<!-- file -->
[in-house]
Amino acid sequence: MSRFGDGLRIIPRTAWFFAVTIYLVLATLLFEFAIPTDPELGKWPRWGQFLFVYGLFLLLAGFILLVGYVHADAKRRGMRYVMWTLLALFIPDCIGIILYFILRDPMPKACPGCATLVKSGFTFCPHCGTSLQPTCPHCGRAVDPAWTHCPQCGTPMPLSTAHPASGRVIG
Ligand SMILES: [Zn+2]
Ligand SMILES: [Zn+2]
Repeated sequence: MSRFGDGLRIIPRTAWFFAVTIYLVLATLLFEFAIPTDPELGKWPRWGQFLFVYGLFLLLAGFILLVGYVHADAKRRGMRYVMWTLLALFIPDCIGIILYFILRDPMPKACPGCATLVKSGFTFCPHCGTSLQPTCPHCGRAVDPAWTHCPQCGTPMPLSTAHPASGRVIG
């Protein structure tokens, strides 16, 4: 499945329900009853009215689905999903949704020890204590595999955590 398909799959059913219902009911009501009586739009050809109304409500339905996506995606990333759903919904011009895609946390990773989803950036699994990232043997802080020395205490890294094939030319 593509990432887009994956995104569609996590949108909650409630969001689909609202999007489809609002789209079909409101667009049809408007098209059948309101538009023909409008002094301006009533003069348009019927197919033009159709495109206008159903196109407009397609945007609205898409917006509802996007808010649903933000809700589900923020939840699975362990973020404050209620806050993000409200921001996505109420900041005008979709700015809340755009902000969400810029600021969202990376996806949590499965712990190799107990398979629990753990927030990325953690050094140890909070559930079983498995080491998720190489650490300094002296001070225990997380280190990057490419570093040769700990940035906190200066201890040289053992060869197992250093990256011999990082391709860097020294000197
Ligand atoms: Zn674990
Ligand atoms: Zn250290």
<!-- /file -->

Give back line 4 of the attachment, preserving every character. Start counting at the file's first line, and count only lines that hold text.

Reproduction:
Ligand SMILES: [Zn+2]